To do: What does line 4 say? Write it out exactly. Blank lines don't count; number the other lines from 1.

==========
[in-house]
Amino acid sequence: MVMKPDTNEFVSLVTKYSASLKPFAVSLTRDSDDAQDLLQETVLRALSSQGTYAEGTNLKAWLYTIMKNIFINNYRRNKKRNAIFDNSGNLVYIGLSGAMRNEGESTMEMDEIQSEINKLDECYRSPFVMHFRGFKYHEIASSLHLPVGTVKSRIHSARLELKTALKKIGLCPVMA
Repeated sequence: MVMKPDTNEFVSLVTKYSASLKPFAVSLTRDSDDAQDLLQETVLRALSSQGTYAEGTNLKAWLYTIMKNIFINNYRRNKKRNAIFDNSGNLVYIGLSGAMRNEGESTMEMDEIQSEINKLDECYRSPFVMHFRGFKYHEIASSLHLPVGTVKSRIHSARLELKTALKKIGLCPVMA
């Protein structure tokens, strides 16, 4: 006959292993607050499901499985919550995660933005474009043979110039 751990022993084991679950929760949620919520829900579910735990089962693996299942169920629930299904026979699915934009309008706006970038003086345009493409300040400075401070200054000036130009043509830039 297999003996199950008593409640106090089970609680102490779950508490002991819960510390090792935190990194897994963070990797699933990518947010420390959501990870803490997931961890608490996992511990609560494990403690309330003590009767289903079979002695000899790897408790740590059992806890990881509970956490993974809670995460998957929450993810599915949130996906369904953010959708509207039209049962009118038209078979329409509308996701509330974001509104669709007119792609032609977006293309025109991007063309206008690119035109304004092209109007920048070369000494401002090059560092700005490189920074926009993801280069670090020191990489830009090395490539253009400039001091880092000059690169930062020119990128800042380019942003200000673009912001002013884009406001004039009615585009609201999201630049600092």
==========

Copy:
């Protein structure tokens, strides 16, 4: 006959292993607050499901499985919550995660933005474009043979110039 751990022993084991679950929760949620919520829900579910735990089962693996299942169920629930299904026979699915934009309008706006970038003086345009493409300040400075401070200054000036130009043509830039 297999003996199950008593409640106090089970609680102490779950508490002991819960510390090792935190990194897994963070990797699933990518947010420390959501990870803490997931961890608490996992511990609560494990403690309330003590009767289903079979002695000899790897408790740590059992806890990881509970956490993974809670995460998957929450993810599915949130996906369904953010959708509207039209049962009118038209078979329409509308996701509330974001509104669709007119792609032609977006293309025109991007063309206008690119035109304004092209109007920048070369000494401002090059560092700005490189920074926009993801280069670090020191990489830009090395490539253009400039001091880092000059690169930062020119990128800042380019942003200000673009912001002013884009406001004039009615585009609201999201630049600092």